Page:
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close this bookContribution of People's Participation: Evidence from 121 Rural Water Supply Projects (World Bank, 1995)
View the document(introduction...)
View the documentEnvironmentally sustainable development series
View the documentForeword
View the documentAcknowledgments
View the documentExecutive summary
View the documentChapter 1 - Introduction
View the documentChapter 2 - The concept of participation
View the documentChapter 3 - Research methodology and project descriptions
View the documentChapter 4 - Role of beneficiary participation in project effectiveness
View the documentChapter 5 - Factors affecting beneficiary participation
View the documentChapter 6 - Translating lessons into design features
View the documentChapter 7 - Conclusions and recommendations
Open this folder and view contentsAppendixes
View the documentNotes
View the documentBibliography

Foreword

This report is the first of a new series of Occasional Papers to be issued by the Office of the Vice President for Environmentally Sustainable Development. Since the essence of sustainable development is helping people make their own decisions and take responsibility for their own welfare, I am pleased to launch this series with a report highlighting the importance of local participation and social organization in the success of rural water supply programs. This work clearly establishes the need to invest in social infrastructure if physical infrastructure is to be used effectively.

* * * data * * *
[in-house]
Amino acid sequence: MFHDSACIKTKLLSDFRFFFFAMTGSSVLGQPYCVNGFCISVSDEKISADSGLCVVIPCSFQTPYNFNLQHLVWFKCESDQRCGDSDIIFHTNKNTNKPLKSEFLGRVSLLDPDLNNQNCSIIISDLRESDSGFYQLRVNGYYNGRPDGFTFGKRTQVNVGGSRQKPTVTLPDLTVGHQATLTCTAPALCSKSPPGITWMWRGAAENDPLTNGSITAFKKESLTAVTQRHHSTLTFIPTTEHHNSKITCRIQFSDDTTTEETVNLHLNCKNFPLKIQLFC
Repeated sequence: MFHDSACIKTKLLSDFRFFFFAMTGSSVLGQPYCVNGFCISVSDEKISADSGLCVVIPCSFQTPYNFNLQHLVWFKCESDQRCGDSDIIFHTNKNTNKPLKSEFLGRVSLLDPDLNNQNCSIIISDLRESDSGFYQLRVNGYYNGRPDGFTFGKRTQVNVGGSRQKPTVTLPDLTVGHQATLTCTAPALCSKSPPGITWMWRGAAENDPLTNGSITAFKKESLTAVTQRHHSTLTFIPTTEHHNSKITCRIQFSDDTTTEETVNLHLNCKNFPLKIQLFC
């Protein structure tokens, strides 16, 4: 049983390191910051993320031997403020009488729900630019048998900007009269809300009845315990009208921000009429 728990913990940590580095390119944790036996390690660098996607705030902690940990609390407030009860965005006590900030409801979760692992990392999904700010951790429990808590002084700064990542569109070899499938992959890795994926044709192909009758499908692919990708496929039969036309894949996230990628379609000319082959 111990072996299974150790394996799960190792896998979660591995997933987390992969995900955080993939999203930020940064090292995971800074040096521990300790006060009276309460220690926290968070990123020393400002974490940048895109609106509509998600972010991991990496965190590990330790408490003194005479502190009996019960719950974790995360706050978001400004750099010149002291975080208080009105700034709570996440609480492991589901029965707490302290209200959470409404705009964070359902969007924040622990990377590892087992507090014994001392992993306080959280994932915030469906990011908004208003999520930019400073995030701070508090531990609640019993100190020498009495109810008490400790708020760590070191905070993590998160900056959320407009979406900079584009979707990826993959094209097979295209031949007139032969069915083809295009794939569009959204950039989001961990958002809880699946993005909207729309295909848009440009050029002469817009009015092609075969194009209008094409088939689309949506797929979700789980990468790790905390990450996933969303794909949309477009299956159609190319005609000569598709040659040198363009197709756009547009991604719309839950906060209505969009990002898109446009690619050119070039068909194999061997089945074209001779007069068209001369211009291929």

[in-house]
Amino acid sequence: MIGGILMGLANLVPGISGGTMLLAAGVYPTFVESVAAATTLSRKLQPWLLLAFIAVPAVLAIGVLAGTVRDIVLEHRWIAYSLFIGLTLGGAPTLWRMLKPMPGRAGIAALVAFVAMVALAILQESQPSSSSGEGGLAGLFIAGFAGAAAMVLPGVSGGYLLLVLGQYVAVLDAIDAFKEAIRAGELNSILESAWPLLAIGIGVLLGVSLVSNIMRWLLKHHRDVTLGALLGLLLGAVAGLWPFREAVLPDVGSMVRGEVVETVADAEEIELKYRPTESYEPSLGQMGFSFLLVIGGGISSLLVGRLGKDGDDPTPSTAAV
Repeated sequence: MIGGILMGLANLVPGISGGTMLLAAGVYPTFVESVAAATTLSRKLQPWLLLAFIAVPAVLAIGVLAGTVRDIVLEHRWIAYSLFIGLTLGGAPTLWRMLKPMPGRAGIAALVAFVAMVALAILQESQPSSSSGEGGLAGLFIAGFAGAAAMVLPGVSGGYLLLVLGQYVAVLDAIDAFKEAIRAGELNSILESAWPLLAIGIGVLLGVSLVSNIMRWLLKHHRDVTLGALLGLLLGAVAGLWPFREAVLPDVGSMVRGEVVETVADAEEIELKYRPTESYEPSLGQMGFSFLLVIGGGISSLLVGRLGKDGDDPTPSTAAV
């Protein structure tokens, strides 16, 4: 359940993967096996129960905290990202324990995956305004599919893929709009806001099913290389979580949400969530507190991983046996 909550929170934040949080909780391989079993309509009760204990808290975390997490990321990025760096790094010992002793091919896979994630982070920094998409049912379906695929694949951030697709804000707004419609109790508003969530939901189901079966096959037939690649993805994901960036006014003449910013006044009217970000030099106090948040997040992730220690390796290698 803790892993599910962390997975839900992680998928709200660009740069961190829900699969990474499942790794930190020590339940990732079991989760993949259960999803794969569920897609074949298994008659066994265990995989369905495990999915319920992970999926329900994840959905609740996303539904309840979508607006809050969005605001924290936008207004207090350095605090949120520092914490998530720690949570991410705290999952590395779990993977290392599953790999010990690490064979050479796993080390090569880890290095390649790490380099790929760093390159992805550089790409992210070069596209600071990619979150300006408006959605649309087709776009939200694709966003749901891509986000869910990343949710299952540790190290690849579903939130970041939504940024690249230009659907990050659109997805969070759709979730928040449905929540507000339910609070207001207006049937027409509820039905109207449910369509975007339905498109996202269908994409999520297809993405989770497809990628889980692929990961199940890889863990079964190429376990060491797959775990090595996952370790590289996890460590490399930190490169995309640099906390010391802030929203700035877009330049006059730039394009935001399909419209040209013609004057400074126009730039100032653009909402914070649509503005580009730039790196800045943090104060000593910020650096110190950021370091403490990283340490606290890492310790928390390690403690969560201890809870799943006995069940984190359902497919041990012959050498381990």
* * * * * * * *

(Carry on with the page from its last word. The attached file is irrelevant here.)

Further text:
The study is based on systematic quantitative and qualitative analysis of 121 rural water supply projects funded by many different agencies in countries throughout the developing world. The analysis consistently shows that beneficiary participation was more significant than any other factor in achieving functioning water systems and in building local capacity. The degree of participation depended on local demand and organization, and particularly important were agency autonomy and the degree to which agencies accepted and monitored the goal of achieving local participation. The most common agency problem was reluctance to give up control or to invest in developing the capacity of local organizations.

The results of this study have profound implications for the way the World Bank supports its partners in planning and implementing development programs. Among the lessons gleaned from the study are these: obtaining local participation in decisionmaking about development is sound business practice, and special measures are needed to ensure that the marginalized are reached in the participatory process. Participation can happen only in the right policy environment, in which user demand is primary. Even when participation is assured in planning, agencies must listen and learn as projects are implemented.

These principles are clear, and their implications reach well beyond rural water supply projects. The challenge is to act on these principles and to place people at the center of development.

Ismail Serageldin
Vice President
Environmentally Sustainable Development
The World Bank